Ask the Expert: Cervical Radiculopathy

by Dr. Han Jo Kim
10.16 Blog

In honor of World Spine Day, Dr. Han Jo Kim, Orthopedic Spine Surgeon, answers readers’ questions on cervical radiculopathy.

Q1. What is cervical radiculopathy?

Cervical radiculopathy is pain that radiates from the neck down to the shoulder and the arm in a dermatomal distribution that can often result in numbness or weakness (or both) in the arm or hand as well.

Q2. What is the cause of cervical radiculopathy?

It can be caused by a number of problems related to arthritis and degeneration of the cervical discs which result in shrinking the dimensions of the neuroforamen (the area where the nerve roots exit the spinal cord and go down the arm).  The disc is composed of the thick annulus (fibrocartilage) and the soft nucleus pulposus (gel-like substance).  As the annulus degenerates, the nucleus pulposus can herniate through tears in the annulus resulting in compression of the nerve root exiting the neuroforamen, causing cervical radiculopathy.  With progressive degeneration, you can also develop bone spurs of the uncinate (part of the cervical vertebral body) that impinge on the neuroforamen and compress the nerve root.  Finally, you can develop cervical radiculopathy from bone spurs that develop in the facet joints.  These bone spurs can also impinge on the exiting nerve root and cause cervical radiculopathy.

Q3. What are some symptoms of cervical radiculopathy?

Usually, patients with cervical radiculopathy will have pain that radiates from the neck down the arm.  The pain can also be accompanied by numbness and tingling in a dermatomal distribution that is associated with that nerve root.  Occasionally, weakness can also result in the muscles of the arm, wrist and hand that correspond to the compressed nerve root.

Q4. What are common treatments for cervical radiculopathy (both surgical and non-surgical)?

Fortunately, the majority of patients with cervical radiculopathy for the first time have an improvement or a resolution of symptoms.  Non-surgical methods for treatment include:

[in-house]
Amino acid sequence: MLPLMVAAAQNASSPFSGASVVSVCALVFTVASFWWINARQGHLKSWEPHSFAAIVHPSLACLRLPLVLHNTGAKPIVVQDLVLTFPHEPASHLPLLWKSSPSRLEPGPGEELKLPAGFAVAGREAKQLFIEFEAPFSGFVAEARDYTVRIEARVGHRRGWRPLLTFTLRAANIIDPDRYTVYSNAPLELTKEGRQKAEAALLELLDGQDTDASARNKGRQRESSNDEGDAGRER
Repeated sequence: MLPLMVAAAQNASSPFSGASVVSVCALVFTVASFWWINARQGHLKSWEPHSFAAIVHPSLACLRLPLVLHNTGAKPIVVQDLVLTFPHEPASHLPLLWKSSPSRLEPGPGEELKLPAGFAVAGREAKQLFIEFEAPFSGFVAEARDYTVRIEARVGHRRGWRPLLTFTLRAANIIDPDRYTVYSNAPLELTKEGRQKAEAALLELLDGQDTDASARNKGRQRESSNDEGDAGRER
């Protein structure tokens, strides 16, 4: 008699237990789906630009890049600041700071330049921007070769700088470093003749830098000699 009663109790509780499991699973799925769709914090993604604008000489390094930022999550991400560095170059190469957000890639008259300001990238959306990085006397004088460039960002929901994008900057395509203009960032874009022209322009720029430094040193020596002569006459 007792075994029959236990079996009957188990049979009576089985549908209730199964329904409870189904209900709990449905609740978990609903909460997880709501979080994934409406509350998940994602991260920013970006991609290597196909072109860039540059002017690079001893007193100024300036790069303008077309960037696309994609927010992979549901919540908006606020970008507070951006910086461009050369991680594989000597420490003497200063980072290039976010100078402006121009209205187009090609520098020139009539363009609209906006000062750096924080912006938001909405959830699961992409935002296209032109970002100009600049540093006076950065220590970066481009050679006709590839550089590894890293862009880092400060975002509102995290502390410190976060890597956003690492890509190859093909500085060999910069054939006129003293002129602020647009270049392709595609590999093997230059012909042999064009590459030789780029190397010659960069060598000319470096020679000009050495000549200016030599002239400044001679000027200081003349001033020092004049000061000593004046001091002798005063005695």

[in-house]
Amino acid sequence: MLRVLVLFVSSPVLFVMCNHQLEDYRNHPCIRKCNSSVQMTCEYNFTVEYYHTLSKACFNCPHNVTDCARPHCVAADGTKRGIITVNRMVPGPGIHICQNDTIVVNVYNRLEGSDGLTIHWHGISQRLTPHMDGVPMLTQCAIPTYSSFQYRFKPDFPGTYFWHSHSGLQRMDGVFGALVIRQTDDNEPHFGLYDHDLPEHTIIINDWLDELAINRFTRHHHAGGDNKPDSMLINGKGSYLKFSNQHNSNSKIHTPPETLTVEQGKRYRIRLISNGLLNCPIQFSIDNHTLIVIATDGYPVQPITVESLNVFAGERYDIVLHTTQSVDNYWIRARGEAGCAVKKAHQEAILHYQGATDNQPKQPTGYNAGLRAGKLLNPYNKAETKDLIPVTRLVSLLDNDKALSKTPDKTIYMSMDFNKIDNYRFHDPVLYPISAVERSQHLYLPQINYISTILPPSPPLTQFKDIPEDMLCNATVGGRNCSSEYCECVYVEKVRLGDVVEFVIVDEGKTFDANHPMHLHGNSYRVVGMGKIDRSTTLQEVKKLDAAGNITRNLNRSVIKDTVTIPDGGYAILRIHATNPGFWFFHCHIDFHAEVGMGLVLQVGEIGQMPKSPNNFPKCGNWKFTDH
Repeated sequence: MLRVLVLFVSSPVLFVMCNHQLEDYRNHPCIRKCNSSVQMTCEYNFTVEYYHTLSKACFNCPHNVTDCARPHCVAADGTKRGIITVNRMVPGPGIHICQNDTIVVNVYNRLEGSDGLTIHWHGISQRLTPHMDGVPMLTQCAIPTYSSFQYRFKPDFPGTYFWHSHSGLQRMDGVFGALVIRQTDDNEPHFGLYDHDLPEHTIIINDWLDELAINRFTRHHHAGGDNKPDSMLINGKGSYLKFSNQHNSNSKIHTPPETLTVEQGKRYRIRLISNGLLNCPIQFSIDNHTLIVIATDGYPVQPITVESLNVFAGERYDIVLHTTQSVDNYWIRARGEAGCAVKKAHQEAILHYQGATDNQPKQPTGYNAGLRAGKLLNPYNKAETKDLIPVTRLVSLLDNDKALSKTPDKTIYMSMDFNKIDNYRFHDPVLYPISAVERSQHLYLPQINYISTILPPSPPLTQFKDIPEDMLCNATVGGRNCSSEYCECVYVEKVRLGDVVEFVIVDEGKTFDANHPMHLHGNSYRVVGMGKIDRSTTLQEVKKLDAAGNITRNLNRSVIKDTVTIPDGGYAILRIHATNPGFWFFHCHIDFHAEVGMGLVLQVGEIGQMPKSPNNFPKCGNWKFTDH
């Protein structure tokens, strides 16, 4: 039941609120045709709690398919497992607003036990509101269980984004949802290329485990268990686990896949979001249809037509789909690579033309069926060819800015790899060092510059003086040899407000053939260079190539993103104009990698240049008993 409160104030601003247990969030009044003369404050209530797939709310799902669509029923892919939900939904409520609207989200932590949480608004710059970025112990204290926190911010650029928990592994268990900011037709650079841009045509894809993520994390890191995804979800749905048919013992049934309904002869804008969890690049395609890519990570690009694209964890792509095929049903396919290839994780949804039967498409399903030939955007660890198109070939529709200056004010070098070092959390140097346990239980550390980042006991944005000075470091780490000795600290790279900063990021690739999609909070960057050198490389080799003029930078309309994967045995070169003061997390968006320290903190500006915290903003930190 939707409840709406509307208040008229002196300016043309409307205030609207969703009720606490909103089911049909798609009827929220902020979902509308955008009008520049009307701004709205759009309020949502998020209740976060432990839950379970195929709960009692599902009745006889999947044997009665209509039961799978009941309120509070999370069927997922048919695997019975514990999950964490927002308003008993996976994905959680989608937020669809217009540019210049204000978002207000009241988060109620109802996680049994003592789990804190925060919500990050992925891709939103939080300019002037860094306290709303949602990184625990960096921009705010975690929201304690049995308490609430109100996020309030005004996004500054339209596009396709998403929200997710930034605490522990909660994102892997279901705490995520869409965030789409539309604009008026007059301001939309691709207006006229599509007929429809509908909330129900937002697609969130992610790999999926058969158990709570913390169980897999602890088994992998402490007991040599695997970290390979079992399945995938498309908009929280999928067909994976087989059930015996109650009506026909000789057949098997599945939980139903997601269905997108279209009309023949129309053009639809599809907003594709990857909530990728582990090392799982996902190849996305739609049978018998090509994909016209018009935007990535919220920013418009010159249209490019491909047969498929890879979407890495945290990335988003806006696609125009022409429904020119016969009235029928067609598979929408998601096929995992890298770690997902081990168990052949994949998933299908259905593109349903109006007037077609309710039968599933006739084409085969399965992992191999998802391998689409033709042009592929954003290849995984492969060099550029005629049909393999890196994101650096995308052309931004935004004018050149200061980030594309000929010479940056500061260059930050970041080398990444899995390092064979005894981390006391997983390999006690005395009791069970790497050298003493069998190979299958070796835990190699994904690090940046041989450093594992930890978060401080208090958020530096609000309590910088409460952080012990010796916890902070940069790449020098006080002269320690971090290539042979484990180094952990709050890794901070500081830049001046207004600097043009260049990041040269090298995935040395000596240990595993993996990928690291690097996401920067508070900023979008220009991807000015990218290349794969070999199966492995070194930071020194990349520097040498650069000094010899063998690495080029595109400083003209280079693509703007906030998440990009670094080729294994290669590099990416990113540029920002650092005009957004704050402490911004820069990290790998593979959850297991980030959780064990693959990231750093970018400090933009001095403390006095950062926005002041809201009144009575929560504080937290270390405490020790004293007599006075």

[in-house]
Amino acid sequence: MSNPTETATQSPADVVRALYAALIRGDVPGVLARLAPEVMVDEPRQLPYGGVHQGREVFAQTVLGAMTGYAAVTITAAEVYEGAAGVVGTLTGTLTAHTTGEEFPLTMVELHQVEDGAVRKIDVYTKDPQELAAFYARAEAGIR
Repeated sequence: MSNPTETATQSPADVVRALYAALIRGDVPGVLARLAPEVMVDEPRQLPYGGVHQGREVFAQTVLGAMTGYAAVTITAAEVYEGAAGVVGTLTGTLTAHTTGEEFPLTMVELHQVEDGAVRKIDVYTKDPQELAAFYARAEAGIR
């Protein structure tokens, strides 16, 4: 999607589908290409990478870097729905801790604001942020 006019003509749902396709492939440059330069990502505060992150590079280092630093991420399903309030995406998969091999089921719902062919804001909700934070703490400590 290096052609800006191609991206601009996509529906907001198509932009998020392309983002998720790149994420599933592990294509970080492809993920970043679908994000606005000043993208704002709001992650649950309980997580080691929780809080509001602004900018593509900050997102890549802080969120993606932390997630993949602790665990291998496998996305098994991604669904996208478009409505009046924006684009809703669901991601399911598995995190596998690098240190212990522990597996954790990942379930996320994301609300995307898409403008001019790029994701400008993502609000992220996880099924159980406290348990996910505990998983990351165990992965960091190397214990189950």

• A neck brace for a short time period (not recommended for more than 1-2 weeks)
  • Traction
  • Physical therapy
  • Cervical steroid injections
  • Anti-inflammatory medications Narcotic pain medications (also only for a short time period)

Surgical methods for treatment include an anterior cervical decompression and fusion, posterior cervical foraminotomy, anterior cervical foraminotomy and cervical disc replacement.

Q5. What do you envision for the future for cervical radiculopathy?

The future of cervical radiculopathy lies in better understanding those patients who will not improve their symptoms over time so that treatment can be delivered quickly and efficaciously to return patients to being symptom-free.  In addition, as technology improves, surgical methods for management may also improve to even better standards.

Topics: Featured, Orthopedics
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The information provided in this blog by HSS and our affiliated physicians is for general informational and educational purposes, and should not be considered medical advice for any individual problem you may have. This information is not a substitute for the professional judgment of a qualified health care provider who is familiar with the unique facts about your condition and medical history. You should always consult your health care provider prior to starting any new treatment, or terminating or changing any ongoing treatment. Every post on this blog is the opinion of the author and may not reflect the official position of HSS. Please contact us if we can be helpful in answering any questions or to arrange for a visit or consult.

Comments

Debbie Picow says:

I have cervical spinal cord compression ant level 4-5 5-6 6-7. How do you know what surgeon to use for surg. Nurosurgeon or orthopedic surgeon. I also need lumbar spine surgery and can”t get it till I get cervical surg.

HSS on the Move says:

Hi Debbie, thank you for reaching out. Dr. Han Jo Kim, Orthopedic Spine Surgeon, says: “You can go to a neurosurgeon or an orthopedic surgeon as long as they have done a fellowship in Spine Surgery during their training.” If you are interested in setting up an appointment with a surgeon at HSS, please call our Physician Referral Service at 877-606-1555.

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